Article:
Why Dead or Alive 5 was great

It seems like a long time ago now that Dead or Alive 6 was first announced but guess what? It’s finally here. At the time of writing this however, I still haven’t picked the game up nor had the time to watch any footage of it in action so I’m still sceptical about Tecmo’s promise to tone down the titillation and how this will affect the series. That and Sony’s recent shift towards tighter censorship for games appearing on Playstation platforms. Don’t misunderstand me though: I have no doubt that DOA6 is a superb fighting game (and one that I WILL eventually buy) but for me, the silly sexualisation and appealing female characters are a traditional part of the series.

And I enjoy it so shoot me if you disagree.

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Obviously there are pros AND cons to adjusting Dead or Alive‘s DNA. Tecmo clearly want DOA to be taken as seriously as the likes of Tekken and Street Fighter at a competitive, e-sport/tournament level, an ambition that can only go so far when many of the characters’ outfits in the outgoing DOA5 are banned from being selected. Also, as much as I personally approve of skimpy alternate outfits and being able to play around with breast physics in the options menu, these aspects no doubt restrict DOA‘s audience to the faithful core of loyalists, doing nothing to change the outside opinion that DOA is “just a game for pervs” (a real-life quote from somebody I know).

With all of this in mind, I thought it would be timely to take a quick look back at Dead or Alive 5 and why it was so good. After all, if 6 does decide to be a bit too serious then it’s comforting to know that we can always break out our copies of DOA5: Last Round.

The Guest Characters

These days, guest fighters from rival games (or even completely unrelated genres) are a standard feature in fighting games but this doesn’t necessarily mean that they always fit right in and compliment the roster (Noctis and Negan in Tekken 7 for example). DOA5 quietly got it so right though. The four Virtua Fighter guests feel right at home and retain their familiar moves whilst also seamlessly slotting into DOA‘s fighting system. It has proven to be one of my favourite fighting game crossovers of all-time, even if CPU Jacky and Sarah sometimes seem suspiciously difficult to beat.

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Even better was the signing of SNK’s Mai Shiranui. After all, who fits a Dead or Alive game better than a loosely-garbed female ninja with huge boobs? The best thing about this specific guest appearance however was that it seemed like the kind of thing that fans of fighting games would have been asking for in their dream scenarios. Mai looks fantastic in DOA5 and comes with her signature special moves from KOF while learning some new combos to help her ‘work’ in her new, 3D environment (KOF Maximum Impact doesn’t count as prior experience…). Happily, she was recently confirmed as part of DOA6‘s roster.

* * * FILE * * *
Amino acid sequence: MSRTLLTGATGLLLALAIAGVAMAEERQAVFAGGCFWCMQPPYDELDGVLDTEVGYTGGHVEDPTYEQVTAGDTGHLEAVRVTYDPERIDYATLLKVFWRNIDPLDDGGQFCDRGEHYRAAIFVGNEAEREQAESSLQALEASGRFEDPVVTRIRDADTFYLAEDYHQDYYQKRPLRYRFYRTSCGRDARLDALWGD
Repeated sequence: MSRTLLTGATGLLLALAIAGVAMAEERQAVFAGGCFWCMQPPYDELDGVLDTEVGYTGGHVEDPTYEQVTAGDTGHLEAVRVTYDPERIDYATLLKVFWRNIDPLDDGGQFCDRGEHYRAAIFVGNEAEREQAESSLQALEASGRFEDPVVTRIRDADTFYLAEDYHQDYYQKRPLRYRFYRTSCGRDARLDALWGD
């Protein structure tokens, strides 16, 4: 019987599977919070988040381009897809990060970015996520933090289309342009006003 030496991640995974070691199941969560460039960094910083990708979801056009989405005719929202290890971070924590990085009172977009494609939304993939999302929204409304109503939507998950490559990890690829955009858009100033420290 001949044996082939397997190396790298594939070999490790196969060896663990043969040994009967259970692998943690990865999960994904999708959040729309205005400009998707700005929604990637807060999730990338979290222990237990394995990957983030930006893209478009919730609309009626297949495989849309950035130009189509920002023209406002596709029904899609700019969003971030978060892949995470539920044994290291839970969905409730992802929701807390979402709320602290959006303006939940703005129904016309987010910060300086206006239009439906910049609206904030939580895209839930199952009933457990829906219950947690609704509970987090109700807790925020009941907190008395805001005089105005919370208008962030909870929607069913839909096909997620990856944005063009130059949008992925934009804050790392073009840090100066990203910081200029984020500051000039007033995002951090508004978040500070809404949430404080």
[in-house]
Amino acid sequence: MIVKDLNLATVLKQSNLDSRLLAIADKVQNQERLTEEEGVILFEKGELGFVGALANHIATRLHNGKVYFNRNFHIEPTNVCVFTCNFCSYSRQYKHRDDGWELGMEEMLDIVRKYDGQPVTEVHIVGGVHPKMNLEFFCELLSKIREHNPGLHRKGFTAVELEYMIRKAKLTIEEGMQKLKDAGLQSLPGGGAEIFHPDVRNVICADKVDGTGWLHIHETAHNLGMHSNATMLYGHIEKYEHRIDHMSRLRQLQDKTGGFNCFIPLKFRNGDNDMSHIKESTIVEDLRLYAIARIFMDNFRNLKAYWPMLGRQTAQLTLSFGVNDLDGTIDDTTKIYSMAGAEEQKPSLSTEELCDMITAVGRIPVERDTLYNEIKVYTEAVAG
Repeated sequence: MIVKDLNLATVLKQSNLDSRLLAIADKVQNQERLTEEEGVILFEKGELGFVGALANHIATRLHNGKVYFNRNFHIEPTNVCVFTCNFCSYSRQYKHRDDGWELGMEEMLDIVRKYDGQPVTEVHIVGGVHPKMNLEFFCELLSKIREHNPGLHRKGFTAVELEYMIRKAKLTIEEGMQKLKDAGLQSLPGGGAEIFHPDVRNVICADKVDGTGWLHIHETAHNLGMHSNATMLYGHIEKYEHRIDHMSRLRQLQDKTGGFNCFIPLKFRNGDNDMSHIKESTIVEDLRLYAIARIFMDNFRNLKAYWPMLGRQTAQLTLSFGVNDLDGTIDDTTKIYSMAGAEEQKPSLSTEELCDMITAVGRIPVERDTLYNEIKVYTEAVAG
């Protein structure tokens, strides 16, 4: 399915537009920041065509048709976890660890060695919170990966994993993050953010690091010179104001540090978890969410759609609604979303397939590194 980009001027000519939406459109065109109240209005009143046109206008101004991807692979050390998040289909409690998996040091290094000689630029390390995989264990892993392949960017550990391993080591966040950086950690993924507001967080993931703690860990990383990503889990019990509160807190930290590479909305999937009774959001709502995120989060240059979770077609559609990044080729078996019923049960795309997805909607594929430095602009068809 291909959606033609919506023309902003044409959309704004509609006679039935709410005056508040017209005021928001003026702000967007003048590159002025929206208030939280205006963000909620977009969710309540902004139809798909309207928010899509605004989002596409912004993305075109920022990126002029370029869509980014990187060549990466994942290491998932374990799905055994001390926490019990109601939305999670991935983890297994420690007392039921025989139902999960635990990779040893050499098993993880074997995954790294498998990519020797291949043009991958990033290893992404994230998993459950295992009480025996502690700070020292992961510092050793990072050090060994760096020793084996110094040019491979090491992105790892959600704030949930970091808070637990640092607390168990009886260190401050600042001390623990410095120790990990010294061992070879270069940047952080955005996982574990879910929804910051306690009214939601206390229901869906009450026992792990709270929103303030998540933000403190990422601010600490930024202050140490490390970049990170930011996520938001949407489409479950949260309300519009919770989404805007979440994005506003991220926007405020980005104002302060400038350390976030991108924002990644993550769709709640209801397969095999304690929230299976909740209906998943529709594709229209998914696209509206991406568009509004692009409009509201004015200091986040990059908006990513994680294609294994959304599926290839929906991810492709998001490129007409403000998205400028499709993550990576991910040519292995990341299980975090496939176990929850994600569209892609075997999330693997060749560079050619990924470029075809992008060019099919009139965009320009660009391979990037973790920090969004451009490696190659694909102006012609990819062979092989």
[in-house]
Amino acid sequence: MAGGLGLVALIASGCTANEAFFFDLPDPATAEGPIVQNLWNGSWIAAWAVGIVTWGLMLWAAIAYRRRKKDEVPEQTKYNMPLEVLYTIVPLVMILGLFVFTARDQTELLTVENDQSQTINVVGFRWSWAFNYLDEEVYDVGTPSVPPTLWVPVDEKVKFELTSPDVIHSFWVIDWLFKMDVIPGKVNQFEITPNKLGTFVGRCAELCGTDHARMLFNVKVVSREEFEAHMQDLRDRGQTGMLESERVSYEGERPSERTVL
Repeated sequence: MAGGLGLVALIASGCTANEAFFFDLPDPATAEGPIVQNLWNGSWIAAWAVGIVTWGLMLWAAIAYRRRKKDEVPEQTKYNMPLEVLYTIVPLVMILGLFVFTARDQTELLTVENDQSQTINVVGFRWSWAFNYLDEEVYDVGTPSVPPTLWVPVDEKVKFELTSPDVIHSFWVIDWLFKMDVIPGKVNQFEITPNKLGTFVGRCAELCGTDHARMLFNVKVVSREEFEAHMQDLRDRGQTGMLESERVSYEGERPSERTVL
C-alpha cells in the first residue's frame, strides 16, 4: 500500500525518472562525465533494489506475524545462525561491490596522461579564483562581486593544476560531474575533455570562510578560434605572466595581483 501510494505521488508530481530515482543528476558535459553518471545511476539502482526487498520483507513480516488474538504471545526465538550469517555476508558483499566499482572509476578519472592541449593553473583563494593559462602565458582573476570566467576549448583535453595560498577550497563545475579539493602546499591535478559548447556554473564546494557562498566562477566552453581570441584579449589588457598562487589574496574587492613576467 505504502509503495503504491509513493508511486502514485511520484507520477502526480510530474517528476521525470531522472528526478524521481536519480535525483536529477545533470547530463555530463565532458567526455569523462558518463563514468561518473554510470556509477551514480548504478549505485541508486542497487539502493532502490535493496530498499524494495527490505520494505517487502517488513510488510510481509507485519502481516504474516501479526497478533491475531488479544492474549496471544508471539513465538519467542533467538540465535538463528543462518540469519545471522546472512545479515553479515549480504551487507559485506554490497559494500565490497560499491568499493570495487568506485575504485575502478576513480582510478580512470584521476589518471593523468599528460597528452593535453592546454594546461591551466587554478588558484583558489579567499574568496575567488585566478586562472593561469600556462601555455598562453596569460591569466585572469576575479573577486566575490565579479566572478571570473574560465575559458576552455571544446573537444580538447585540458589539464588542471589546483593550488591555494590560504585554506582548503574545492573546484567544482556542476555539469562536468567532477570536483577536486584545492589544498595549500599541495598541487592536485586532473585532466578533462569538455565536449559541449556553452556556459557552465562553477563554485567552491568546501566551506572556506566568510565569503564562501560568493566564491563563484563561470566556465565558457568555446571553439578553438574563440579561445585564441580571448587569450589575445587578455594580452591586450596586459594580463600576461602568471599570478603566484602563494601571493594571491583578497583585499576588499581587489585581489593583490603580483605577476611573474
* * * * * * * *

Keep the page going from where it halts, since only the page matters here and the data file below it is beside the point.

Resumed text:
The New Characters

New characters in long-running fighting game franchises are always a tricky one. The developers must:

  1. Come up with a distinctive and unique fighting style that hasn’t been done before in the series.
  2. Design a visually-appealing character that isn’t too similar to existing characters

Get it wrong and you end up with clones or characters that are simply uninteresting to play as. With DOA5 I feel that they mostly succeeded with the new characters as far as the overall fanbase and reception was concerned. I wasn’t personally a fan of all of the new challengers but I’ll get to that in a second.

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I really liked Mila for being a more rough ‘n ready fighter with an MMA-inspired style of fighting and slightly more realistic look that wasn’t all about the supermodel looks and massive boobs (although Tecmo ensured that she put up an ample fight with the latter). Then there was Rig who looked really bad-ass and brought Taekwondo to the series. The last of the new characters that I liked was Nyotengu who I just think has a really cool design and interesting fighting style.

The other new characters have all been successful for Team Ninja but aren’t personal favourites of mine. Phase 4 was a Kasumi clone that I couldn’t really get that excited about and Honoka was a typical archetypal schoolgirl with mountainous breasts and a fighting style that I didn’t really think that much of. Finally, there was Marie Rose who – despite being classed as 18 years-old – always struck me as uncomfortably young in appearance given the game’s inclusion of swimsuits and sexy attire. More importantly, I don’t care for her fighting style either.

On a commercial level however, all of these characters were a big success for Tecmo and Team Ninja. Honoka and Marie Rose for instance became immediate fan favourites and the cover stars of Dead or Alive Xtreme 3 as a result.